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home : insight & opinion : guest columns February 05, 2016

11/30/2012 1:43:00 PM
Europe visit gives a grandpa much to think about
For the Daily News

I'm back from a week in Europe, and full of comparative impressions about how much it has and has not changed since I first went there almost 40 years ago.

Anne Frank's house is the same; Just about everything else has changed. Modern Europeans seem more modern to themselves than they do to us. There is the language babble to deal with, and much is lost in translation while some of it is just culturally incomprehensible.

I know there are terrorists, but I am pretty sure I have never met one. Why, then, does the traveling world insist on treating everyone like they are one? It is good to be cautious - I am cautious - but I try not to be rude about it. This, I think, has changed. I was a younger man when I was there previously, but the things that have happened in the world here and there have fundamentally changed our collective view of nearly everything.

I spent the majority of my time in Hamburg, visiting our son who manages a restaurant there, and Amsterdam, where we did the tourist thing and went to the museums and looked at the canals.

In Hamburg, we were invited along to a brewhaus dinner, which is the traditional means of sharing Bavarian culture, served at long tables full of drinking, singing men wondering why anyone was so unmanly as to bring a woman to such a place, as some of us had. This did not make my wife uncomfortable - she is an American woman.

Slices and sausages of different dead animals were piled upon some sort of mushy potatoes, all of which was very flavorful, just no flavors that were recognizable to us. The appetizer was rye bread and all the horseradish mustard you could eat, which was not much. Radishes were served as a side dish all by themselves, which was disturbing, but not as troubling as the way some of the boys gobbled them down.

Still, it was not the sort of meal that was likely to leave you hungry for another anytime soon. The barrel of beer brought to the head of the table was tapped for our enjoyment by our host, who worked hard to keep everyone's spirits up, and steins were lifted until it was empty.

Songs were sung, tribute was paid to the hunting-lodge meals of old and it was silently agreed that the French were so weak as to be vulnerable. The other side of the room was occupied by a group of Swedes who sang along together with much gusto from song sheets that were passed out. When the accordion player struck up what sounded to me like "She'll be comin' round the mountain when she comes," they all sang "Yippee tie yie yippie, yippie, yeah," over and over where the lyrics should have been in an apparent salute to our small band of expatriated Americans. We sang along too, not sure what it meant, but not wanting to disappoint anyone or start an international incident for no good reason. Then we all toasted one another and laughed and drank some more.

They seemed friendly enough, even if they were misguided, and as much as I enjoy warm fuzzy feelings fueled by alcohol among strangers, I have to say it left me longing to be back home.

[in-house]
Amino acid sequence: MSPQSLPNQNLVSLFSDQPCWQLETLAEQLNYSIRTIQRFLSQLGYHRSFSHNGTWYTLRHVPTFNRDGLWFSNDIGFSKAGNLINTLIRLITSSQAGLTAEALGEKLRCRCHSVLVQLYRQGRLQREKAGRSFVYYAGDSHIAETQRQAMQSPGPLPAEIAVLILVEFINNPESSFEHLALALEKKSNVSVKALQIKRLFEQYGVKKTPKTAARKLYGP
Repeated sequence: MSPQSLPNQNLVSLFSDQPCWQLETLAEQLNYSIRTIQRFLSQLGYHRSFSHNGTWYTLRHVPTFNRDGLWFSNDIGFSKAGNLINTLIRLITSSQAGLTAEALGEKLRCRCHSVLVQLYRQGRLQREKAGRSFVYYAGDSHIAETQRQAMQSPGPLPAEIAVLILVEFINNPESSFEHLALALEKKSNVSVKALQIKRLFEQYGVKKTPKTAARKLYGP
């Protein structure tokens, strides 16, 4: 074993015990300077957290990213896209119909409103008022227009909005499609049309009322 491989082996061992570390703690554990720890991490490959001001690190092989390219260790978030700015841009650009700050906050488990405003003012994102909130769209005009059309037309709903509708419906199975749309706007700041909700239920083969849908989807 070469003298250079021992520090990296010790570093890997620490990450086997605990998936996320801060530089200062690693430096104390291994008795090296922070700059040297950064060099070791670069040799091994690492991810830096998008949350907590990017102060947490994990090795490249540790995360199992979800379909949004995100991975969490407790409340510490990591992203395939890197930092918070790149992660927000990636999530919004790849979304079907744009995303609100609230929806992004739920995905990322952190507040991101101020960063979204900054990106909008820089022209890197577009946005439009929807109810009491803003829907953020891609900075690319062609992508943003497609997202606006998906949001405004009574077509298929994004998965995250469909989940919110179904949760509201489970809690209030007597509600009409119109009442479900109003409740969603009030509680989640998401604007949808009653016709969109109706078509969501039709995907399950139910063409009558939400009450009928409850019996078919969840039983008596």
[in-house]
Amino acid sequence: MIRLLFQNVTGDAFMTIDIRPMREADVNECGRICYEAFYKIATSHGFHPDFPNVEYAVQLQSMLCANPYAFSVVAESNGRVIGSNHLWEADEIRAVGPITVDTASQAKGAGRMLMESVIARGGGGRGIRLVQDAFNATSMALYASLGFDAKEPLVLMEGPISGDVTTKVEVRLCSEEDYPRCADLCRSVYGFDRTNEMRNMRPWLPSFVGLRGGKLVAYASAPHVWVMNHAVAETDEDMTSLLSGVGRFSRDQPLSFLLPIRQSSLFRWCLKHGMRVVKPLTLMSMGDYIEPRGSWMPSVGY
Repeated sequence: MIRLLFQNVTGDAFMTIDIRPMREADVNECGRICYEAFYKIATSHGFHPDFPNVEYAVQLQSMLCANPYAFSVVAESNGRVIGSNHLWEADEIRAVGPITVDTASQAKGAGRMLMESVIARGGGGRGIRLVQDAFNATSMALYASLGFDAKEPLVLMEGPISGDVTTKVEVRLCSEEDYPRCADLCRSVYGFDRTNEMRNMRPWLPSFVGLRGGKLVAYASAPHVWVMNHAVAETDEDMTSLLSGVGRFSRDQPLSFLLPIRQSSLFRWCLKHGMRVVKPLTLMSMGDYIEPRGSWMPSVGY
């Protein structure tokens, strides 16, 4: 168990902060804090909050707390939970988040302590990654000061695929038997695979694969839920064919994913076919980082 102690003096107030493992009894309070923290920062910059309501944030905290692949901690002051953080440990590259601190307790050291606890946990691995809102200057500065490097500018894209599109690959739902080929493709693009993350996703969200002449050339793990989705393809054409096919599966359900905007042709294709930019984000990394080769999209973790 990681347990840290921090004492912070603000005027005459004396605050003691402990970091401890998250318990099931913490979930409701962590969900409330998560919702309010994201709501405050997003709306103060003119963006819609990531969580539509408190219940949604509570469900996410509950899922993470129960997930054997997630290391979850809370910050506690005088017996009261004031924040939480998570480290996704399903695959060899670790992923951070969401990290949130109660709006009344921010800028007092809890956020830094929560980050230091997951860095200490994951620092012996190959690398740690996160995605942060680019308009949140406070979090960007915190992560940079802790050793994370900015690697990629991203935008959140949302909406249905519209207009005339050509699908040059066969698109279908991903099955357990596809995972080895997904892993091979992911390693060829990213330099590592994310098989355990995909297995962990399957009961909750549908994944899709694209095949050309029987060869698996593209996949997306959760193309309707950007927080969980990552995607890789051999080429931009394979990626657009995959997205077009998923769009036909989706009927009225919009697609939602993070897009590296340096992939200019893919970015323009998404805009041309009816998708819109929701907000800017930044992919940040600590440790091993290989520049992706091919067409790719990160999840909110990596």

In both Hamburg and Amsterdam it was sad to see human trafficking exploited as a tourist attraction. Hundreds of girls work the sex trade in both places, and it doesn't take a genius to see that it is not a happy occupation. The state has given up trying to outlaw the business and regulates it instead. This includes the sale and use of "soft" drugs, and for those who propose such an idea here, I suggest they look and see what it really does before we take such a step.

I'm not sure what happened to common decency in all of this and I don't mean to sound like a prude, but if we are protecting the health of these girls, and perhaps their clients, then someone should show more concern for the mental-health aspects. Yeah, I know it's the oldest profession, but that doesn't mean it is something that needs to persist. If women are liberated and they want to have sex when they feel like it with whom they like, then I suppose it's not society's business as long as their activities don't burden us with the repercussions of such a lifestyle.

But they do. We collectively pay for their misery and the misery it brings to others, not to mention their health care. Just exactly how a democratic society would go about protecting such citizens and itself from exploitation and tragedy in such a setting is not clear to me, but I don't see much clarity in a great many other things that society takes on nowadays, either.

As for the drugs, they just make people stupid enough to use them even dumber, and let them feel good about themselves when they do. It has to be remembered that Holland is also the country that lets you kill yourself when you feel like it, so it is not necessarily out of kindness that they permit any of this. It could be just another form of state-approved suicide.

The lasting impression all of this made on me, however, had to do with my grandchildren. Of course I didn't have any when I first went there, so I had no clue that someday I would care about the world they will grow up in. Now that I have them, it matters to me. Without getting into the specifics of it, I would say that I hope their world will learn to do without things like this because by the time they are my age, they will have learned to love one another in better ways than we have.

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